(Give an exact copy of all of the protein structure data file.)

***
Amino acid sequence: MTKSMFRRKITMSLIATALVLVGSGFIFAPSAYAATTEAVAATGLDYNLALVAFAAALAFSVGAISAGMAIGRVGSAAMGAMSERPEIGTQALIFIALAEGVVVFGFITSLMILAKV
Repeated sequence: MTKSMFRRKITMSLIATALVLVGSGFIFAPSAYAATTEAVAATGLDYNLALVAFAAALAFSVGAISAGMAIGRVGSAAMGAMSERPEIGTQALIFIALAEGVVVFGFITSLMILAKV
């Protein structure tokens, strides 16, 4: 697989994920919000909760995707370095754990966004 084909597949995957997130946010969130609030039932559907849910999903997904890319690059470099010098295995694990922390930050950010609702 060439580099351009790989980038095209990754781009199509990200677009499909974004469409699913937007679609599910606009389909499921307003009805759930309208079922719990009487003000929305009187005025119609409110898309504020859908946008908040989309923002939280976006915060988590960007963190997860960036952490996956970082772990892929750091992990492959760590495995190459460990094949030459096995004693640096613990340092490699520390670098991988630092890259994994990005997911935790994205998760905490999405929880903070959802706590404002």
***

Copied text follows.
Amino acid sequence: MTKSMFRRKITMSLIATALVLVGSGFIFAPSAYAATTEAVAATGLDYNLALVAFAAALAFSVGAISAGMAIGRVGSAAMGAMSERPEIGTQALIFIALAEGVVVFGFITSLMILAKV
Repeated sequence: MTKSMFRRKITMSLIATALVLVGSGFIFAPSAYAATTEAVAATGLDYNLALVAFAAALAFSVGAISAGMAIGRVGSAAMGAMSERPEIGTQALIFIALAEGVVVFGFITSLMILAKV
């Protein structure tokens, strides 16, 4: 697989994920919000909760995707370095754990966004 084909597949995957997130946010969130609030039932559907849910999903997904890319690059470099010098295995694990922390930050950010609702 060439580099351009790989980038095209990754781009199509990200677009499909974004469409699913937007679609599910606009389909499921307003009805759930309208079922719990009487003000929305009187005025119609409110898309504020859908946008908040989309923002939280976006915060988590960007963190997860960036952490996956970082772990892929750091992990492959760590495995190459460990094949030459096995004693640096613990340092490699520390670098991988630092890259994994990005997911935790994205998760905490999405929880903070959802706590404002």